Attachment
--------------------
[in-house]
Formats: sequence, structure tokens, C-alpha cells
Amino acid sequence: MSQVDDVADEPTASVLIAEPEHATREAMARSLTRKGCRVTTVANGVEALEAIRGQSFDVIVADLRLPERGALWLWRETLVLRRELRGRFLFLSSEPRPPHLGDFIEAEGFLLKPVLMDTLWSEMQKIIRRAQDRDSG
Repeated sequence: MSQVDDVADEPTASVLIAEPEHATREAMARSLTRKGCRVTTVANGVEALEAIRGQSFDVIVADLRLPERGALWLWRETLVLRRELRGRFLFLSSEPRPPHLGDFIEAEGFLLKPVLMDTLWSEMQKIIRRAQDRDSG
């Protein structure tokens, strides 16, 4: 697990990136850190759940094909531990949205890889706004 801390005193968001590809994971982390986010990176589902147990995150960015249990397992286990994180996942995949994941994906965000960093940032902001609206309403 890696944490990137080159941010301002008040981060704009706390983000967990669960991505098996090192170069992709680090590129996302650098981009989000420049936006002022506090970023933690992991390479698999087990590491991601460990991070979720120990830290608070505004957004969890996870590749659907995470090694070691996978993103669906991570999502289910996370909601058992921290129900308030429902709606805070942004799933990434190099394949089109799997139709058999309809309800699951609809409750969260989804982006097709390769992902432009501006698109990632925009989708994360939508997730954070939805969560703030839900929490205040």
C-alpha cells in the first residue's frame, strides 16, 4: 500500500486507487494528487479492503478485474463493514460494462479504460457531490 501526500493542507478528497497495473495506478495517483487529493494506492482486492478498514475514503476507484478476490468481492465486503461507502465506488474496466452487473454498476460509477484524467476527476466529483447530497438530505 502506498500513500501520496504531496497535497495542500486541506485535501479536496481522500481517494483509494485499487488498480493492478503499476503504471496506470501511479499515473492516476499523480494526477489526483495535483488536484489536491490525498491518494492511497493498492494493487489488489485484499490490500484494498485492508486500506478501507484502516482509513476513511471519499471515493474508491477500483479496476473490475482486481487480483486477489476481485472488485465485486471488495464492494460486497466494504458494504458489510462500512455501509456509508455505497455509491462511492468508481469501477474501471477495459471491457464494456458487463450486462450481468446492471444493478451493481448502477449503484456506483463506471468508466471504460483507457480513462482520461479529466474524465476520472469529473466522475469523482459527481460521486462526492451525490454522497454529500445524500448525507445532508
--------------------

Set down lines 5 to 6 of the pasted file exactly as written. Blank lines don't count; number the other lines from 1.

């Protein structure tokens, strides 16, 4: 697990990136850190759940094909531990949205890889706004 801390005193968001590809994971982390986010990176589902147990995150960015249990397992286990994180996942995949994941994906965000960093940032902001609206309403 890696944490990137080159941010301002008040981060704009706390983000967990669960991505098996090192170069992709680090590129996302650098981009989000420049936006002022506090970023933690992991390479698999087990590491991601460990991070979720120990830290608070505004957004969890996870590749659907995470090694070691996978993103669906991570999502289910996370909601058992921290129900308030429902709606805070942004799933990434190099394949089109799997139709058999309809309800699951609809409750969260989804982006097709390769992902432009501006698109990632925009989708994360939508997730954070939805969560703030839900929490205040």
C-alpha cells in the first residue's frame, strides 16, 4: 500500500486507487494528487479492503478485474463493514460494462479504460457531490 501526500493542507478528497497495473495506478495517483487529493494506492482486492478498514475514503476507484478476490468481492465486503461507502465506488474496466452487473454498476460509477484524467476527476466529483447530497438530505 502506498500513500501520496504531496497535497495542500486541506485535501479536496481522500481517494483509494485499487488498480493492478503499476503504471496506470501511479499515473492516476499523480494526477489526483495535483488536484489536491490525498491518494492511497493498492494493487489488489485484499490490500484494498485492508486500506478501507484502516482509513476513511471519499471515493474508491477500483479496476473490475482486481487480483486477489476481485472488485465485486471488495464492494460486497466494504458494504458489510462500512455501509456509508455505497455509491462511492468508481469501477474501471477495459471491457464494456458487463450486462450481468446492471444493478451493481448502477449503484456506483463506471468508466471504460483507457480513462482520461479529466474524465476520472469529473466522475469523482459527481460521486462526492451525490454522497454529500445524500448525507445532508